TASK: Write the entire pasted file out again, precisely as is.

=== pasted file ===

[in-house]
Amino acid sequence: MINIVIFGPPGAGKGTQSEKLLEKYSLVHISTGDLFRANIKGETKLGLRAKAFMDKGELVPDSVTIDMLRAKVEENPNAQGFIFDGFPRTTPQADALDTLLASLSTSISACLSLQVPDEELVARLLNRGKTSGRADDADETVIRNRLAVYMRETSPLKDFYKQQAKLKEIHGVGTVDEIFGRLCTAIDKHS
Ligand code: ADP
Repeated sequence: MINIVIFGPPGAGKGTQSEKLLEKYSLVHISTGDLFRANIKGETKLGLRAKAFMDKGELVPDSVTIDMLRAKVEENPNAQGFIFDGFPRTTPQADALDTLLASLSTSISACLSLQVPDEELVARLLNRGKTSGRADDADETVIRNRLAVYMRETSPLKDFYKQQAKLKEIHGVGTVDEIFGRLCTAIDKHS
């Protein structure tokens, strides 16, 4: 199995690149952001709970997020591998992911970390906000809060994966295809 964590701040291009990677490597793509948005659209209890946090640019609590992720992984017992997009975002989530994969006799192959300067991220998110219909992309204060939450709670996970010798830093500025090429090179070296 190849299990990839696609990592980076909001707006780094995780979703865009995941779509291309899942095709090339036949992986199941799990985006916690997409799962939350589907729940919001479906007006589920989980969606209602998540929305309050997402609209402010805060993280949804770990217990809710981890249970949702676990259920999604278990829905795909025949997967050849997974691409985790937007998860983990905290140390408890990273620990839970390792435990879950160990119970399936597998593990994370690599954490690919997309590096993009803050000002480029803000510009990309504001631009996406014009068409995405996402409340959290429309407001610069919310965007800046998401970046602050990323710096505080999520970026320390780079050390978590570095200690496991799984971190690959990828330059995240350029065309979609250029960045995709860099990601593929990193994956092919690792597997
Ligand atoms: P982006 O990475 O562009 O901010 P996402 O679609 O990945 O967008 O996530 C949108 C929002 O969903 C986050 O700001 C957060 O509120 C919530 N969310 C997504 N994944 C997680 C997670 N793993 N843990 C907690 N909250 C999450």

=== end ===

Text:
[in-house]
Amino acid sequence: MINIVIFGPPGAGKGTQSEKLLEKYSLVHISTGDLFRANIKGETKLGLRAKAFMDKGELVPDSVTIDMLRAKVEENPNAQGFIFDGFPRTTPQADALDTLLASLSTSISACLSLQVPDEELVARLLNRGKTSGRADDADETVIRNRLAVYMRETSPLKDFYKQQAKLKEIHGVGTVDEIFGRLCTAIDKHS
Ligand code: ADP
Repeated sequence: MINIVIFGPPGAGKGTQSEKLLEKYSLVHISTGDLFRANIKGETKLGLRAKAFMDKGELVPDSVTIDMLRAKVEENPNAQGFIFDGFPRTTPQADALDTLLASLSTSISACLSLQVPDEELVARLLNRGKTSGRADDADETVIRNRLAVYMRETSPLKDFYKQQAKLKEIHGVGTVDEIFGRLCTAIDKHS
């Protein structure tokens, strides 16, 4: 199995690149952001709970997020591998992911970390906000809060994966295809 964590701040291009990677490597793509948005659209209890946090640019609590992720992984017992997009975002989530994969006799192959300067991220998110219909992309204060939450709670996970010798830093500025090429090179070296 190849299990990839696609990592980076909001707006780094995780979703865009995941779509291309899942095709090339036949992986199941799990985006916690997409799962939350589907729940919001479906007006589920989980969606209602998540929305309050997402609209402010805060993280949804770990217990809710981890249970949702676990259920999604278990829905795909025949997967050849997974691409985790937007998860983990905290140390408890990273620990839970390792435990879950160990119970399936597998593990994370690599954490690919997309590096993009803050000002480029803000510009990309504001631009996406014009068409995405996402409340959290429309407001610069919310965007800046998401970046602050990323710096505080999520970026320390780079050390978590570095200690496991799984971190690959990828330059995240350029065309979609250029960045995709860099990601593929990193994956092919690792597997
Ligand atoms: P982006 O990475 O562009 O901010 P996402 O679609 O990945 O967008 O996530 C949108 C929002 O969903 C986050 O700001 C957060 O509120 C919530 N969310 C997504 N994944 C997680 C997670 N793993 N843990 C907690 N909250 C999450």